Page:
Some time ago I did an interview with Academy Award-winning screenwriter Alvin Sargent, whose most recent credits are Spiderman 2 and 3 (3's in the works). I thought you might find his comments on character and story interesting:
Do you begin with the emotions of the characters rather than the dynamics of the plot?
Well, I think about what this story means to me, how I am affected by it, how I want to project that on paper. Paper is the great enemy. Getting something from your head onto the page is the hardest part. New writers get ideas and can tell you what they want. They can describe some dialogue in a scene that’s very good, they have a sense of character, of what the scene is about, of how it moves. But then—and this happens to me, too, sometimes—something will happen between the time that you know what to say and decide on how to put it on paper. The problem is that transition to paper somehow or other has to be eliminated. It has to be, I think, as if it were a Xerox machine so that the image moves directly onto the paper. I guess that’s the way I work. I structure later, after I have all this goop from my mind down on paper, just exactly as I feel it, immediate acceptance, not edited and polished in the mind. Don’t prepare something before the paper gets it.
What’s in this goop?
People talking to themselves or with each other, without necessarily any connection to the story. I do a great deal of free-associating. Talk, for pages and pages, I don’t know what’s going on. Several months go by, suddenly you’ve got a big pile of stuff as if it were a basket of material, pieces ready for the quilt. I find something alive—I hope. I think too many people are too organised; they’ve got it all worked out, instead of hearing their characters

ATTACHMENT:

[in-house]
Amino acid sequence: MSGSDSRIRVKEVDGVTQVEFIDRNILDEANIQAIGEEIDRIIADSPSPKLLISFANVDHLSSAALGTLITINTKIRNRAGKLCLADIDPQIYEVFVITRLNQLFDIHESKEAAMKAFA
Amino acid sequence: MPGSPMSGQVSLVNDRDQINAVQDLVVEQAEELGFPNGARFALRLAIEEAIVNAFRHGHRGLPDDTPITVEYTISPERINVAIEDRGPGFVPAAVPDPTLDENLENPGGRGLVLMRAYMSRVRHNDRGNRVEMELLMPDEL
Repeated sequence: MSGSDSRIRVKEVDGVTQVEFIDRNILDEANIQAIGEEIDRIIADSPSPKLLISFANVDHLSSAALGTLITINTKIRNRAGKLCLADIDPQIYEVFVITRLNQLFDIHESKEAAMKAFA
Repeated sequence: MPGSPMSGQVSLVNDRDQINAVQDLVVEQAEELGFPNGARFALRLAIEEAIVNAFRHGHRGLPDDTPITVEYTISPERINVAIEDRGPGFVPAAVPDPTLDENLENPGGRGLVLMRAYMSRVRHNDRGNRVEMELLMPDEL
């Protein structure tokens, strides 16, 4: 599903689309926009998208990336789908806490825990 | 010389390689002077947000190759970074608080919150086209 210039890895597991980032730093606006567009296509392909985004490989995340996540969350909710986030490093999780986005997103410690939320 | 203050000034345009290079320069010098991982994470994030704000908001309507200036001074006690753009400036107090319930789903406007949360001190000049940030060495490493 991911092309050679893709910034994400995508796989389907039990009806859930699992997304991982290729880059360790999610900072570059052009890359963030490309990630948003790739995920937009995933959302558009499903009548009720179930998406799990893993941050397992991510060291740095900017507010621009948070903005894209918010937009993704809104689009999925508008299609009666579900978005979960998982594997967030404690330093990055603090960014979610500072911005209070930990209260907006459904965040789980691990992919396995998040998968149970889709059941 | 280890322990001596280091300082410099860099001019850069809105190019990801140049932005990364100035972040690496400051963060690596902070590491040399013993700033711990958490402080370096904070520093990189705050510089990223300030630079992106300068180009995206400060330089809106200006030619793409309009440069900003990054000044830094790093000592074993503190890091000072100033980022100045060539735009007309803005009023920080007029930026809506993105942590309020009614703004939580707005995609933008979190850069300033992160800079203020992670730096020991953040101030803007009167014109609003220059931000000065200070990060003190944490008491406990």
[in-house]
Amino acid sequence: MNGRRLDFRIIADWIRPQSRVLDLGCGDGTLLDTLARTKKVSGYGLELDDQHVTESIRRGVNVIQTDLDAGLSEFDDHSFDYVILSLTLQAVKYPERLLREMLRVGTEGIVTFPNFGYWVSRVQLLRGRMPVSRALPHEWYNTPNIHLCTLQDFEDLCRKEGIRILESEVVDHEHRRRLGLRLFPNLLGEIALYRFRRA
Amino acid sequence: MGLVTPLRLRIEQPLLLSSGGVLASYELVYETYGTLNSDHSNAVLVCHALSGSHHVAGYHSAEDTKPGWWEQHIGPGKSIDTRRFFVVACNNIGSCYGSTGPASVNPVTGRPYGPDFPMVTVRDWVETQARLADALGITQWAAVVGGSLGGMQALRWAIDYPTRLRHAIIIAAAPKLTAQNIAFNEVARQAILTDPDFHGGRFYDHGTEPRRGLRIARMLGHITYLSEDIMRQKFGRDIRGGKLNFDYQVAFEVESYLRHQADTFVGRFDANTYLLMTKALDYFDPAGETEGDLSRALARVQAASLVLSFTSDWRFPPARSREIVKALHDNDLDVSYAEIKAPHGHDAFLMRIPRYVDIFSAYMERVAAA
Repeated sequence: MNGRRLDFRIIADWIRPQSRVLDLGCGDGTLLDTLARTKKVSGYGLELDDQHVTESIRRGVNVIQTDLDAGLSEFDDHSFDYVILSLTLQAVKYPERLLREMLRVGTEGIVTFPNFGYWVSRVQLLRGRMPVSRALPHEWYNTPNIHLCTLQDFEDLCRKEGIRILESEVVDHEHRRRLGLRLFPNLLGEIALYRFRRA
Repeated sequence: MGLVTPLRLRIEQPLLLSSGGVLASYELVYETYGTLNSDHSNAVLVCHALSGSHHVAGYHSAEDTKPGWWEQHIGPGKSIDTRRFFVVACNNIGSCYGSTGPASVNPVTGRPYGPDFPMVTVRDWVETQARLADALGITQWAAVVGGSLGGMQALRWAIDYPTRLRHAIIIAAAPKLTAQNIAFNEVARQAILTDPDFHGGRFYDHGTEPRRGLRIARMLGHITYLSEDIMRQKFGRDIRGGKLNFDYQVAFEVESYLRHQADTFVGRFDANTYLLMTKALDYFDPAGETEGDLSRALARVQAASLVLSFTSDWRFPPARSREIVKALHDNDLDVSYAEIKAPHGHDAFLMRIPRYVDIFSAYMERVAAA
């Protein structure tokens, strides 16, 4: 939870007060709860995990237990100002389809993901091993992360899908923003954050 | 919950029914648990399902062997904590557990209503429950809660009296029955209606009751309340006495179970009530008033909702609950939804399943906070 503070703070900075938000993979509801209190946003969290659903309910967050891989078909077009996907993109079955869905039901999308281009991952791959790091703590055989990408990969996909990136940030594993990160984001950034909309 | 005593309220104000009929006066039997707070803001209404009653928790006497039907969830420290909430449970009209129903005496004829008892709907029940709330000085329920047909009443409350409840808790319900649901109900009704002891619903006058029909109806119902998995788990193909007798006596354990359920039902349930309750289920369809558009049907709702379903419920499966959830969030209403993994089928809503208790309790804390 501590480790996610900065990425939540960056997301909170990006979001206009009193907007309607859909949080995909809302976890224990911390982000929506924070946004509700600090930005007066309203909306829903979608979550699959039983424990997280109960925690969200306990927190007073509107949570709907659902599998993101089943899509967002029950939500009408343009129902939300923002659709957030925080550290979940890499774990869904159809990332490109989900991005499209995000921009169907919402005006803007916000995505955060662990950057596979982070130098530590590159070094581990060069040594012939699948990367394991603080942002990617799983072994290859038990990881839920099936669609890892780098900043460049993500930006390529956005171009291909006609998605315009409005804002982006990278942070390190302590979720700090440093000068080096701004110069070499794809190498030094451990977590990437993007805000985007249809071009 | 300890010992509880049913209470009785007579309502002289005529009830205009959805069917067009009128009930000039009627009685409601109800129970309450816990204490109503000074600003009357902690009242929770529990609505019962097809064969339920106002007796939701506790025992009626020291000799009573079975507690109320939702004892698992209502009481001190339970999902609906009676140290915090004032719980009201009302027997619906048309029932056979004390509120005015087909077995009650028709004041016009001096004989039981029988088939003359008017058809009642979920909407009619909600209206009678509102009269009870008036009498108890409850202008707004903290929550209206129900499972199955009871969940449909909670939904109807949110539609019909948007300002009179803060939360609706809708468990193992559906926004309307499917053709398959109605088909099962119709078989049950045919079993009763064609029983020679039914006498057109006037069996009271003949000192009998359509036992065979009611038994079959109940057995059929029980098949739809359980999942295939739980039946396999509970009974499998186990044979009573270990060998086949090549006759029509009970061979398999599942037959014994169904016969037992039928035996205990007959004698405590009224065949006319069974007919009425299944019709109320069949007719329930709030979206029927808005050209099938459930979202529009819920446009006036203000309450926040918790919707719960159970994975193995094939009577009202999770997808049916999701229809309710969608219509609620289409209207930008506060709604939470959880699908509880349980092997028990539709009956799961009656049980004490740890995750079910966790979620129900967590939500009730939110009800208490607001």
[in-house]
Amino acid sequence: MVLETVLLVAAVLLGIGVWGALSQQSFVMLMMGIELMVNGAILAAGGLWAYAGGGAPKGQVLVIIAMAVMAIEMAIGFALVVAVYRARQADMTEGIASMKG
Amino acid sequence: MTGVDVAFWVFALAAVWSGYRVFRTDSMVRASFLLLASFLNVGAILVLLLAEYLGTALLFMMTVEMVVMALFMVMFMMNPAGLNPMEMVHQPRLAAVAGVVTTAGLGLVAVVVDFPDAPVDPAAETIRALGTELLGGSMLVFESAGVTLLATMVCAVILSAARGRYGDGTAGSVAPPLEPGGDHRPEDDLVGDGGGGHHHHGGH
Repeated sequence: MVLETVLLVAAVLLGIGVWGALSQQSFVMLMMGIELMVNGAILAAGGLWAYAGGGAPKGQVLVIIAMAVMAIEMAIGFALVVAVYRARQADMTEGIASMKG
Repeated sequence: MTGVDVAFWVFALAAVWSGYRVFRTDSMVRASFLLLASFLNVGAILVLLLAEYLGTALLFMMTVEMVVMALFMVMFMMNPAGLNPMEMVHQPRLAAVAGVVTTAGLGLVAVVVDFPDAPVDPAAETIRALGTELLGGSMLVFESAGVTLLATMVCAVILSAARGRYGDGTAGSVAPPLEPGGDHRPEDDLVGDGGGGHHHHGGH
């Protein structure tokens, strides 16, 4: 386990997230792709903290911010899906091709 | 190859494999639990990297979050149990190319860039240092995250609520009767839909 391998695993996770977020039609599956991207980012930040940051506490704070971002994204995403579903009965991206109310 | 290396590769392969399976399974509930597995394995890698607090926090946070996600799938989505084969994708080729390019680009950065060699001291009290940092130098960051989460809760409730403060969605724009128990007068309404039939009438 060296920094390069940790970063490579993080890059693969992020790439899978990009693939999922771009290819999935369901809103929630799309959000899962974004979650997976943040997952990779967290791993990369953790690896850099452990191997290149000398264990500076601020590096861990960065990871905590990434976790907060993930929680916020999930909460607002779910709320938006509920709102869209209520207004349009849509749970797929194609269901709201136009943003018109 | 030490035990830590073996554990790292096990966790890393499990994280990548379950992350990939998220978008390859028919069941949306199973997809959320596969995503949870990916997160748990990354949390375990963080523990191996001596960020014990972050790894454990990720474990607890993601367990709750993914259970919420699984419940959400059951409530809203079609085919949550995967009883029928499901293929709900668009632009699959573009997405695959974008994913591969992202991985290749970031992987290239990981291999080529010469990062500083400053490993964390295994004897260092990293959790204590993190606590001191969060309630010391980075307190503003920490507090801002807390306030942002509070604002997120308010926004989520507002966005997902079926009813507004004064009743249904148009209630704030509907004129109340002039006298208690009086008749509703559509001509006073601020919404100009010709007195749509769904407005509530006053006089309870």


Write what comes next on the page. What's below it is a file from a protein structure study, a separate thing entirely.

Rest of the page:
What I’ve admired so much in your work is the ‘realness’ of your people. It sounds as if the process of free-association you’ve described really puts you in touch with them.
Over a period of time, I begin to understand them, to think about them not only in terms of where they are in the story. But I’m sure this is the case with most writers. I think about where these people are today, even when I’m not writing…Sometimes I’ll go to bed at night, wonder where they are, how they are, think about the fact that I’ll see them tomorrow. Trouble is, sometimes they don’t show up for work. [Laughter] You go to the typewriter and you say, ‘Where are they? What time is it? Why aren’t they here?’ Sometimes they never come back, so sometimes I fire them.
Do the characters ever surprise you?
Oh boy! You write somebody that you can trust but you don’t know them so well that they can’t surprise you. It’s wonderful! Hopefully, it’s more unpredictable than an audience is prepared for. …If you don’t allow yourself the pleasure of working at it—and that doesn’t mean you have to be as disorganised as I am—then you don’t give yourself the freedom to find the surprises.